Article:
• page 89 The penalty is very low the first year, starting at just $95 a year. It increases to $695 per person by 2016. That won’t go over well with 20-somethings, Carpenter predicted. “You should just leave out people from (ages) 15 to 30. They’re too rebellious,” he said. “It’s important to offer people an option to say no because (if they have to buy insurance) they will resent it for the rest of their lives.” The key to success may be a lot of handholding that convinces young people that health coverage is good for them and helps them navigate a confusing system, said Howe, the expert on millennials. After all, most of them are accustomed to regular care. “They’ve had a lot of contact with health care professionals. They’ve been diagnosed with food allergies and something like 20 percent of males, by the time they’ve graduated from high school, has been diagnosed with ADHD,” Howe said. “They are accustomed to a team including a parent, teacher, counselor and doctor looking over them.” Too much choice could frustrate millennials and prevent them from signing up. “It implies that you don’t care what I do. You don’t care if I choose utterly the wrong thing,” Howe said. Perhaps because helicopter parents have hovered over them their whole lives, they want guidance from mentors. “The millennial is always accustomed to someone older that they trust helping them,” Howe said. He advises corporations with many young employees that they’re looking for parent-style advice. They want counseling. They want help with tax prep and selecting their 401K options. Why not give them plenty of health advice too? While 20-somethings who are earning good salaries probably already have health insurance and those who are unemployed or are barely earning any money will probably qualify for Medicaid or federal tax subsidies, Howe said the group to watch is those in the middle. Many are working as consultants or entrepreneurs without access to any health insurance. They’re busy trying to impress big companies and affording health insurance will be a struggle. The key to getting them to enroll may be their parents. “They’re much closer to their parents” than previous generations, Howe said. He predicts their parents will tell them to check out health exchanges and a surprising number will do so. “The surprise will be on the upside,” Howe predicted. “Most will opt in because they believe in insurance. They believe someone should be looking after them. They are not risk-takers and they don’t want to cause a lot of pain for their parents.”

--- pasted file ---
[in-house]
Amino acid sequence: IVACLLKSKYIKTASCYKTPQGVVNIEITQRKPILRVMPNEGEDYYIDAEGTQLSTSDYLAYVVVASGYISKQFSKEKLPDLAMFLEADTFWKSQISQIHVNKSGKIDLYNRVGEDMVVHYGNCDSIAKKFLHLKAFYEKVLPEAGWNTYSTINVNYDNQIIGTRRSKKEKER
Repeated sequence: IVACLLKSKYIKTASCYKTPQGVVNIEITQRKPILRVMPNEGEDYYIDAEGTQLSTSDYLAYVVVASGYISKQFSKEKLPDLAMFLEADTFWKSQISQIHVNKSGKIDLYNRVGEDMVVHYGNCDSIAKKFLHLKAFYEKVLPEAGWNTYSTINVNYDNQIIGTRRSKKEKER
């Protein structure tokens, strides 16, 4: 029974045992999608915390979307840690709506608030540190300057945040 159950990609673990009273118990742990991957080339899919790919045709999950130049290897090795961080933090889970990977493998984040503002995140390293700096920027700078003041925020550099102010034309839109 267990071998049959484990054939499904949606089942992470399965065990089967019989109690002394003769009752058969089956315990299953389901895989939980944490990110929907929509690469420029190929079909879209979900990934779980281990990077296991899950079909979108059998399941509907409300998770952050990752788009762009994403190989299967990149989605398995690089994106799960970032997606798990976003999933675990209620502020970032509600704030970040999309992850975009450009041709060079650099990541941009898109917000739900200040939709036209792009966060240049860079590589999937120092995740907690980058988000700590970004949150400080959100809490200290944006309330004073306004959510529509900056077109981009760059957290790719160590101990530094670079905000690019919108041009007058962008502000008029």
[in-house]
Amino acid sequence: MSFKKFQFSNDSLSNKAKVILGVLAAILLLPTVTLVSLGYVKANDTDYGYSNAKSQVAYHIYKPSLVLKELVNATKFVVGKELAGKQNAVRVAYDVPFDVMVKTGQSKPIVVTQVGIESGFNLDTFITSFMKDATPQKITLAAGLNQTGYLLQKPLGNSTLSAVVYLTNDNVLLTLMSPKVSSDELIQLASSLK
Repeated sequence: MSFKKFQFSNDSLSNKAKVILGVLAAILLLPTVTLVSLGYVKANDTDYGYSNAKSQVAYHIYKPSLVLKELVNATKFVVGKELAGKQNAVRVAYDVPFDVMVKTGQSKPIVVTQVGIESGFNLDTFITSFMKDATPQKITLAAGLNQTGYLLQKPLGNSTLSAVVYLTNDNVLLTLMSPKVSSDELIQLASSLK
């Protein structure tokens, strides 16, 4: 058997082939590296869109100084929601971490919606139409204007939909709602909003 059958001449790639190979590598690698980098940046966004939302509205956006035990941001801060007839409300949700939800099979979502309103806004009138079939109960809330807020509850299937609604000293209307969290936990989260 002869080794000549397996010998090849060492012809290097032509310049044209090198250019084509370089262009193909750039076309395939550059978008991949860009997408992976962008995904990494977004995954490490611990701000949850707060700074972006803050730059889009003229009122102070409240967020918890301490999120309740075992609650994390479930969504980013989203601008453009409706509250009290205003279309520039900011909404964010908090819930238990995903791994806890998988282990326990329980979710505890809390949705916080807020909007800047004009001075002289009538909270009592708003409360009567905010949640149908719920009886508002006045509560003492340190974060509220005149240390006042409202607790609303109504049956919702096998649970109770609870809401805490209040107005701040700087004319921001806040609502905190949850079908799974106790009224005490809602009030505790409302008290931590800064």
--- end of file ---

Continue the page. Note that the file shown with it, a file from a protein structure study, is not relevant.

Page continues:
• page 90 Question: My small company (under 50 full-timers) already provides health insurance for our employees. Now that the annual open enrollment period is coming up, is there anything special we need to do for Obamacare or to help our employees with the transition? Answer: If you’re happy with your company insurance plan and feel that providing health benefits is a competitive advantage for your company, as well as the right thing for your employees, there’s nothing special you need to do for open enrollment. In fact, many insurance companies are offering discounts to clients who renew their policies now, so that might be something you could take advantage of this year. You should have already sent out notices to your employees informing them about the new health insurance marketplaces. And it’s certainly a smart idea to document that you have fewer than 50 full-time employees (or their equivalent in part-timers) and that your business is therefore not mandated to offer insurance under the Affordable Care Act, says Shelby George, a practice leader in benefits solutions at asset manager Manning & Napier (MN) in Fairport, N.Y.. Even though you do offer insurance, you may one day need that documentation for audit purposes. The health insurance reform act makes many complex changes to existing law, but the vast majority of Americans will continue to get coverage through their employer-sponsored insurance plans in the near future, Michael Gomes, a senior vice president at Dallas-based employee benefits and payroll provider BenefitMall, writes in an e-mail. “If the plan you offer is affordable and valuable, then it is likely a better option for the majority of your employees” than buying insurance as individuals on the online Obamacare marketplaces. If your employees are confused by some of the rhetoric surrounding the ACA, you could help ease their concerns with some basic information, Gomes writes: “I suggest focusing heavily on communication and education to employees. This communication should be about the benefits you offer, what is and isn’t included, and the availability of the marketplaces. Keeping employees informed, letting them know they aren’t alone in this, and clearly explaining their options October 17, 2013 Explaining Obamacare to Small Employers Already Providing Health Insurance | Karen E. Klein